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    Spread the love for Spain

    How does the conflict in Russia/Ukraine affect the real estate market in Spain?

    The world is turned upside down. What we absolutely did not expect has happened. It is difficult to estimate what the consequences will be.
    A lot of misery. Should I talk about investing in Spain about this?
    I wondered before writing this.
    Should I pretend nothing happened and avoid the topic?
    I don’t have glasses bol but I have nevertheless made an attempt, from my experience, to list a number of things.
    If you want to invest in real estate, you want to be sure that the prices are stable in the country where you are going to buy and would you like to see prices rise in the future.
    I think the question is therefore justified: ‘Will the current conflict throw a spanner in the works?’

    The first thing we should ask ourselves is: What is the current situation in Spain and what is driving the demand for real estate in Spain? And will much change?

    •  Low interest
    •  Cheap money
    •  Limited range of properties that meet the requirements for 2nd residents
    •  A lot of savings in lockdowns by Spaniards and foreigners
    •  Revision type of houses: Spaniards now also want new construction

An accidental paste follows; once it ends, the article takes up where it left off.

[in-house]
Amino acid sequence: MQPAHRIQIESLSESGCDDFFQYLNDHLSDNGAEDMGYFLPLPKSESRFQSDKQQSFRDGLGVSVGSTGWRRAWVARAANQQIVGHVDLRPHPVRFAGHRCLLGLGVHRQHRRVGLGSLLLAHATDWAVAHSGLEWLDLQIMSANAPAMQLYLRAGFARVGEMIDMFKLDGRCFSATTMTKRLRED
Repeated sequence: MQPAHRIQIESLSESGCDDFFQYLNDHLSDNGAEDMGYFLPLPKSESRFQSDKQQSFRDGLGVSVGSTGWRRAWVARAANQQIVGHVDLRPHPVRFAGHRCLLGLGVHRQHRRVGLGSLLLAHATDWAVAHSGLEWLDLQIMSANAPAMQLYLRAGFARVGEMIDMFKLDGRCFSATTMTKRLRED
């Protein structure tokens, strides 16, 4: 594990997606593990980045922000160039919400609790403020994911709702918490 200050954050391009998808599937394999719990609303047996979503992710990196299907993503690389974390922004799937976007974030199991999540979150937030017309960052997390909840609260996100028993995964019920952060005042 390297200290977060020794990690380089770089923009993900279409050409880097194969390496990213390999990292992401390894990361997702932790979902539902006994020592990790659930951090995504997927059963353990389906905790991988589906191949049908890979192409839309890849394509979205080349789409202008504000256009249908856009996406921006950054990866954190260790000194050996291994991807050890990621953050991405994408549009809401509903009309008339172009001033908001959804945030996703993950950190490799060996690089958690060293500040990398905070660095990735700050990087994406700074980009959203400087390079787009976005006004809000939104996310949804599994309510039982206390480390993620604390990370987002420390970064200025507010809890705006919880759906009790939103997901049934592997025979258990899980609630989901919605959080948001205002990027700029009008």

•  Work more flexible
    •  More wealth: 5 million new millionaires worldwide in 2021
    •  Rising inflation

    With today’s knowledge, little will change in my opinion.
    Yes, interest rates may rise over time. However, it is expected that this will go very slowly. Finally, many European governments also borrowed a lot during the corona crisis and they are therefore not really waiting for rising interest rates.

    The next question we have to ask ourselves is: What is the share of Russians and Ukrainians compared to the total number of transactions in Spain?

    In a good year, about 550,000 properties are traded in Spain, of which about 10% are foreigners.

    And what percentage of this are sales to Russians and Ukrainians?
    In 2021, 2% of purchases by foreigners were purchases by Russians or 1,280 properties.
    This number has been declining since its peak in 2014.< /p>

    In 2006 1.24 % Russians and Ukrainians 1.12%

    In 2008 4%  or 1270 buildings of which 64% new construction

    In 2009 6.5% Russians
    In 2010 7 % Russians and 1% Ukrainians

    In 2012 9.62% Russians or 3399 properties

    Russians mainly buy in the Alicante region and on the Costa de Sol.
    They mainly buy second homes .

    They mainly buy in the higher segment. In the Netherlands and Belgium one speaks of the higher segment for homes of more than 1 million euros. In Spain, people only speak of the higher from 2 million euros, which is a considerable difference.

    And today there is a shortage of decent supply in the higher segment in Spain.

    So the expectation is that what is not bought by Russians will quickly find another buyer.

    Other-point of attention is, what’s the stock-market going to do?